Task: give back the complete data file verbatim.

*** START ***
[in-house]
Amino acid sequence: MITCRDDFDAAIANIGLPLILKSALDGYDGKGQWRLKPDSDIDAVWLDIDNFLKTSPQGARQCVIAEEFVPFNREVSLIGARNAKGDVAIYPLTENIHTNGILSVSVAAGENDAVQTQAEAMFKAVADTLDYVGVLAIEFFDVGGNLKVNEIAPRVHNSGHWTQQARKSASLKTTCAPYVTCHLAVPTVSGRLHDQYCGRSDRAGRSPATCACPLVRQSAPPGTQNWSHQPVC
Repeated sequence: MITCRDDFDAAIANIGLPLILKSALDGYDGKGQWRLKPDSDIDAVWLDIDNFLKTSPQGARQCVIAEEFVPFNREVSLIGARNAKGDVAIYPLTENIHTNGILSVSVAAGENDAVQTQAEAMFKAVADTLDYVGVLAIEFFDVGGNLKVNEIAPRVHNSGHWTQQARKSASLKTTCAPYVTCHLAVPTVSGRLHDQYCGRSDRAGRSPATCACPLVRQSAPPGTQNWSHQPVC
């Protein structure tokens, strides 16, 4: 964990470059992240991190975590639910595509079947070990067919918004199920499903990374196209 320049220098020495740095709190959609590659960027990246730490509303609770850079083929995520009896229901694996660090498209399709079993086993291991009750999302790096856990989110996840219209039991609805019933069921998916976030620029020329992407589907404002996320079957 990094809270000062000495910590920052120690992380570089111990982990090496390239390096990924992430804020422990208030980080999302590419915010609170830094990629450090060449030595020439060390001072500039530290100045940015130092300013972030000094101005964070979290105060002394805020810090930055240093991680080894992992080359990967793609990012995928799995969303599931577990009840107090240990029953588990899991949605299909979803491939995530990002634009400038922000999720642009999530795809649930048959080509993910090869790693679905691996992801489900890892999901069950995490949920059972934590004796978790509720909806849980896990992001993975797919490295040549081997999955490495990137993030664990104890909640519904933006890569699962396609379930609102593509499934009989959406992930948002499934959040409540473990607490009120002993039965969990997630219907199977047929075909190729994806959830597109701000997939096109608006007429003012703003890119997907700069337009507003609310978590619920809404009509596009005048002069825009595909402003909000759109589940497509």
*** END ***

[in-house]
Amino acid sequence: MITCRDDFDAAIANIGLPLILKSALDGYDGKGQWRLKPDSDIDAVWLDIDNFLKTSPQGARQCVIAEEFVPFNREVSLIGARNAKGDVAIYPLTENIHTNGILSVSVAAGENDAVQTQAEAMFKAVADTLDYVGVLAIEFFDVGGNLKVNEIAPRVHNSGHWTQQARKSASLKTTCAPYVTCHLAVPTVSGRLHDQYCGRSDRAGRSPATCACPLVRQSAPPGTQNWSHQPVC
Repeated sequence: MITCRDDFDAAIANIGLPLILKSALDGYDGKGQWRLKPDSDIDAVWLDIDNFLKTSPQGARQCVIAEEFVPFNREVSLIGARNAKGDVAIYPLTENIHTNGILSVSVAAGENDAVQTQAEAMFKAVADTLDYVGVLAIEFFDVGGNLKVNEIAPRVHNSGHWTQQARKSASLKTTCAPYVTCHLAVPTVSGRLHDQYCGRSDRAGRSPATCACPLVRQSAPPGTQNWSHQPVC
């Protein structure tokens, strides 16, 4: 964990470059992240991190975590639910595509079947070990067919918004199920499903990374196209 320049220098020495740095709190959609590659960027990246730490509303609770850079083929995520009896229901694996660090498209399709079993086993291991009750999302790096856990989110996840219209039991609805019933069921998916976030620029020329992407589907404002996320079957 990094809270000062000495910590920052120690992380570089111990982990090496390239390096990924992430804020422990208030980080999302590419915010609170830094990629450090060449030595020439060390001072500039530290100045940015130092300013972030000094101005964070979290105060002394805020810090930055240093991680080894992992080359990967793609990012995928799995969303599931577990009840107090240990029953588990899991949605299909979803491939995530990002634009400038922000999720642009999530795809649930048959080509993910090869790693679905691996992801489900890892999901069950995490949920059972934590004796978790509720909806849980896990992001993975797919490295040549081997999955490495990137993030664990104890909640519904933006890569699962396609379930609102593509499934009989959406992930948002499934959040409540473990607490009120002993039965969990997630219907199977047929075909190729994806959830597109701000997939096109608006007429003012703003890119997907700069337009507003609310978590619920809404009509596009005048002069825009595909402003909000759109589940497509």